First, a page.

Many DIY projects will require adhesive and while there are multi-purpose adhesives available it is important that you use the correct adhesive for the job you are doing. Here we look at the different types of adhesive you may come across.
PVA (polyvinyl acetate)
In a concentrated form PVA serves as a general-purpose glue. It is a thick, white liquid, which can be diluted for use as a surface sealer, bonding agent or primer.
To bond wood and man-made boards inside the home use a wood adhesive. Although similar in appearance to PVA, it has been developed specifically for bonding wood.
A very strong solvent-based bonding agent used for gluing a wide range of materials including wood, metal, plastics and laminates. These adhesives are used to stick materials together immediately on contact, but now they allow for the materials to be pushed into a new position, a characteristic known as slidability. Always read the manufacturer’s instructions as contact adhesives are not suitable for some materials such as polystyrene and bitumen.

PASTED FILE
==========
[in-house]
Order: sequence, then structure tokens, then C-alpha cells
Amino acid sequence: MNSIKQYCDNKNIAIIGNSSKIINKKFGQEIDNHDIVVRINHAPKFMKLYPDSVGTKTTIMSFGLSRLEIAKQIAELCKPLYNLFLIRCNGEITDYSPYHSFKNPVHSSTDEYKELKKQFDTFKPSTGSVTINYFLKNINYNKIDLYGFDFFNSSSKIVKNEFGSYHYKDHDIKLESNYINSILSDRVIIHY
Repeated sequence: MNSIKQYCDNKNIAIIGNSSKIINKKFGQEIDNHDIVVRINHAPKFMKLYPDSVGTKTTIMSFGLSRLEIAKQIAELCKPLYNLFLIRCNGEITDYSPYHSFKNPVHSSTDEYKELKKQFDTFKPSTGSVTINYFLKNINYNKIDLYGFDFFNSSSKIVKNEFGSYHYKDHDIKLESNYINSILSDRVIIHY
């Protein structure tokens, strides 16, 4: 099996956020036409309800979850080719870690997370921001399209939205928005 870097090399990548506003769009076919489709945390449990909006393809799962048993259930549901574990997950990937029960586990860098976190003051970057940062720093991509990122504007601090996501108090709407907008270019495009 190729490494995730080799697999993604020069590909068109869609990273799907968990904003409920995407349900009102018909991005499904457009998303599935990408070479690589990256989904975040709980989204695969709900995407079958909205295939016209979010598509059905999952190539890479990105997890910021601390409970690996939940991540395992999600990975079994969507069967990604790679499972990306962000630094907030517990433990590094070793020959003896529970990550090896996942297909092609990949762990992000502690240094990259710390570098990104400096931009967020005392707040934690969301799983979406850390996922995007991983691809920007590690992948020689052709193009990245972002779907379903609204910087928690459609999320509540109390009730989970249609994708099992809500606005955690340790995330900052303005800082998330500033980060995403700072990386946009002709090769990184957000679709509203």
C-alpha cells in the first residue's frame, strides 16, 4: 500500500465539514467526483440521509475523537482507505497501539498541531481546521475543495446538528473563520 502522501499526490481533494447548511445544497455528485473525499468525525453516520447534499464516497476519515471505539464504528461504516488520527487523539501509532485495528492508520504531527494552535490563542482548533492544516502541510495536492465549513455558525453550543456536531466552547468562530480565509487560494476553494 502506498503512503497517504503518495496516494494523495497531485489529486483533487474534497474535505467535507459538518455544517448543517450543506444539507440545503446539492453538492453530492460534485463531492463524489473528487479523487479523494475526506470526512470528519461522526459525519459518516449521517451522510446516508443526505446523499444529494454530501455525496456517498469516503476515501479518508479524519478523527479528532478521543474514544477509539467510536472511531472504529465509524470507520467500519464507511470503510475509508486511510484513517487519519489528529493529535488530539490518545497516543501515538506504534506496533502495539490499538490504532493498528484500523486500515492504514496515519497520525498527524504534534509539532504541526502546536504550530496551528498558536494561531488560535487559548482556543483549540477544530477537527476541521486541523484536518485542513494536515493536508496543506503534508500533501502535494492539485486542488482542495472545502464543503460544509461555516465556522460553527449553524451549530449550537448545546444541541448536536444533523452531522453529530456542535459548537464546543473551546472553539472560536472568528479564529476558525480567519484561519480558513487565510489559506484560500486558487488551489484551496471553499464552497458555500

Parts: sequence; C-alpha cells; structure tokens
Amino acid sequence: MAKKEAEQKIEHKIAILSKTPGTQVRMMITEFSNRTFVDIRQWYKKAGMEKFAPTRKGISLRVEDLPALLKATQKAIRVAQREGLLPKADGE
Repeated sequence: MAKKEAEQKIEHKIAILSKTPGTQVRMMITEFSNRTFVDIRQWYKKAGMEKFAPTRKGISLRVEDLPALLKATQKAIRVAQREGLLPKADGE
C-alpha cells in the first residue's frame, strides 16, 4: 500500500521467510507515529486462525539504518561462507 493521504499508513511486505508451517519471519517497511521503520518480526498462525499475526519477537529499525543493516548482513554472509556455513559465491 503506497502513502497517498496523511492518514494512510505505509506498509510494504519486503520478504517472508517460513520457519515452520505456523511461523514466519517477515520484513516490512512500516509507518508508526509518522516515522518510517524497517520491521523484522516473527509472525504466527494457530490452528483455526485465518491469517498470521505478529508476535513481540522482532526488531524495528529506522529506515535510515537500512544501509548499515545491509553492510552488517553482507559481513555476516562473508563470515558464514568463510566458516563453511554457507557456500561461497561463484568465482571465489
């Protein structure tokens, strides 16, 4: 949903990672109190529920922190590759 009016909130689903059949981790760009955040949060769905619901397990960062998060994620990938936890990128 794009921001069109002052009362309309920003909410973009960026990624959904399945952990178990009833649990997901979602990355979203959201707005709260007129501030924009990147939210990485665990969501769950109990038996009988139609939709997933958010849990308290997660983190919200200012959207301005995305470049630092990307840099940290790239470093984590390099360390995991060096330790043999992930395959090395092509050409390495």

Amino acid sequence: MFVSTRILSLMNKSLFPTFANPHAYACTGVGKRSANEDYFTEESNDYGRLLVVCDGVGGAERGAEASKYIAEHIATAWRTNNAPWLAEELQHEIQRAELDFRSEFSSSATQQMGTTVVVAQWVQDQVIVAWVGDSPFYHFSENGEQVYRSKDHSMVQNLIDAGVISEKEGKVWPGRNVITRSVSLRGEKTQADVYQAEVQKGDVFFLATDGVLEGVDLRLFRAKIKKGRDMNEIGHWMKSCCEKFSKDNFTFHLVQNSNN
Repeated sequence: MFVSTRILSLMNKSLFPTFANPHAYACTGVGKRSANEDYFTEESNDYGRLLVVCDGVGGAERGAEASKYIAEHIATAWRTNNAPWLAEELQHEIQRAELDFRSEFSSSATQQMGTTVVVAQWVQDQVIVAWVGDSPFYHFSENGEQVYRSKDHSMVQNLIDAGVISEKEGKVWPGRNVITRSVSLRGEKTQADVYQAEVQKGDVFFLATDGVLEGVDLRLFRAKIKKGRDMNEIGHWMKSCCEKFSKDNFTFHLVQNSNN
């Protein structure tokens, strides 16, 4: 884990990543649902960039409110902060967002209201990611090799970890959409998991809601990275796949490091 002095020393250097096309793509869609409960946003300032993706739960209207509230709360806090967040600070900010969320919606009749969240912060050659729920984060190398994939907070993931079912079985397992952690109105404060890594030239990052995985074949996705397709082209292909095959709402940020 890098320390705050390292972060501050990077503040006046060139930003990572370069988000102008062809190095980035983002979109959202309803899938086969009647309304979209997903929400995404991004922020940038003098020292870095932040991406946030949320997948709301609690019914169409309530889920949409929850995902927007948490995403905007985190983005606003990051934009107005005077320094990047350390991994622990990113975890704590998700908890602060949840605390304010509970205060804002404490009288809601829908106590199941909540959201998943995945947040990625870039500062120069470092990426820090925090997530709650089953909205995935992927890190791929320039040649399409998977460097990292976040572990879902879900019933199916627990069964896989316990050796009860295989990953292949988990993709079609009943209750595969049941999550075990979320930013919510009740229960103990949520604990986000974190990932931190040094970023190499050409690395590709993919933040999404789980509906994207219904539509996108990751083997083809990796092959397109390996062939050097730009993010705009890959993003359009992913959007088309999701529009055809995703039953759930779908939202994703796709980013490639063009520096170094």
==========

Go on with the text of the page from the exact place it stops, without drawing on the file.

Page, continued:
Grab adhesive is an acrylic polymer which forms an extremely strong bond and can secure a variety of materials including carpet, timber, woodboard and plasterboard. Grab adhesive is being used in place of screws and nails to fix mouldings. Supplied in a cartridge similar to sealant, grab adhesive is quick and easy to use. Although exterior grab adhesives are available most are recommended for interior use only.
This type of adhesive comes in two parts: a resin and a hardener and is supplied either in separate tubes or a dual dispenser. Epoxy-resin adhesive is used to glue metals, glass, ceramics and rigid plastic. The resin is mixed with hardener to form a powerful bond.
Super glue will stick practically any material and very quickly, so great care should be taken to avoid accidently getting this glue on surfaces other than those you wish to bond, including your skin.
Polyurethane foam adhesive or foam filler
Foam fillers come in aerosol cans and are used to fill large gaps such as those found around pipes that pass through walls, while bonding to the edges of the material.